Change up your training when you get bored.
There are no rules, man.
Lift whatever you want to lift. Train however that you want to train.
Pick up some logs, run some hills, box, jump on stuff.
Run through the woods with your dog on a beautiful day and think about everyone in their well lit gyms on treadmills and ellipticals.
Squat and then deadlift. Deadlift and then squat.
Do 100 kettle bell swings and then squat until your legs quiver. Do some pause squats. Take short rests and go again.
I remember Mike Webster's son, Colin telling me that his dad would squat as many reps as he could with like 500 pounds, drop it off of his back and then deadlift it for as many times as he could. That's some great stuff right there.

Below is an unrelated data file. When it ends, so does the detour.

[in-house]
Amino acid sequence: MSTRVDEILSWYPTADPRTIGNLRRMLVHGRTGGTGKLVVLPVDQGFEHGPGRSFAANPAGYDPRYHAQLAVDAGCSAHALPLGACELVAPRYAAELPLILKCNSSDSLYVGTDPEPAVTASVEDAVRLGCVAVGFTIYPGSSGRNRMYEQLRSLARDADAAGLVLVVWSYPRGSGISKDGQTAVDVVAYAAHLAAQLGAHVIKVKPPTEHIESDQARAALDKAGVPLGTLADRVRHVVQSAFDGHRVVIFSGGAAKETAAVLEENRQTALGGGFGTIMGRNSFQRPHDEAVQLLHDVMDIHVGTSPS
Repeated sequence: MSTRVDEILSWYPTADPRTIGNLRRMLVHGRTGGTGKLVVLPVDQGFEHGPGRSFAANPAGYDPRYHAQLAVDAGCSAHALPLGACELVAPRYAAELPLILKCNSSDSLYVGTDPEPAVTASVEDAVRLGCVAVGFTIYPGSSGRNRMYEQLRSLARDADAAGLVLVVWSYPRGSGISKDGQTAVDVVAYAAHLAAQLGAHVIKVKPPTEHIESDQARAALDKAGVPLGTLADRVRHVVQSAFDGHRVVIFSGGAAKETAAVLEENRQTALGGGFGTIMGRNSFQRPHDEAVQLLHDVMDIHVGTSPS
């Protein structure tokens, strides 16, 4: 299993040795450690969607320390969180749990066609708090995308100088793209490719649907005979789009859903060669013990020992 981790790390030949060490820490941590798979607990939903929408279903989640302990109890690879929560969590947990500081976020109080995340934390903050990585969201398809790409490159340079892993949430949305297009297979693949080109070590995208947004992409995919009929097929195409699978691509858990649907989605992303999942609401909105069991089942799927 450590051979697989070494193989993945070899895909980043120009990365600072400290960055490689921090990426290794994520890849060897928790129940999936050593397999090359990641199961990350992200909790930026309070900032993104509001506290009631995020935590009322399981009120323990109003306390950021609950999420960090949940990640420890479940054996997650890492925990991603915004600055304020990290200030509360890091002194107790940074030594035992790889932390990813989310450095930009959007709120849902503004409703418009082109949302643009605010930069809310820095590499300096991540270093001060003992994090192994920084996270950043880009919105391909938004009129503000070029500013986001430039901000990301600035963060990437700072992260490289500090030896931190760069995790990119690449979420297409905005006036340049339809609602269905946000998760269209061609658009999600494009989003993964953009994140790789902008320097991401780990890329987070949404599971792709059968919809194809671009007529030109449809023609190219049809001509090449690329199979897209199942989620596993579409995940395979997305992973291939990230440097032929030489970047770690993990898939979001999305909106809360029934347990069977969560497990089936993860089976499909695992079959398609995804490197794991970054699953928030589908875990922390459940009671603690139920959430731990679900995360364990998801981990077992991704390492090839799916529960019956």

Do 100 heavy bag punches as fast as you can and time it and then try to beat it next time.
If you are training for a meet, sure you have to squat, bench and deadlift, but if it is the offseason, do whatever you want to do training-wise. Have some fun.
Get up extra early and train before sunrise. The feeling when you are done training and the world has barely begun to stir is a great one.
Randy White told me that he used to run in cut down cornfields in construction boots and also that he would run on dirt roads, running telephone pole to telephone pole. And he lifted weights in his barn.
If you usually train 3 days a week, try training every day, but make yourself finish in half of the time
that it usually takes you.
Or your diet. Tired of eating chicken and rice? Scale not moving at all? Eat a steak, some tuna with mayo(oh no!) and some bacon and eggs. That scale may begin to move. Dr. Mauro Dipasquale is no dummy.
When it is time for specificity, get specific. Until then, try switching it up a little.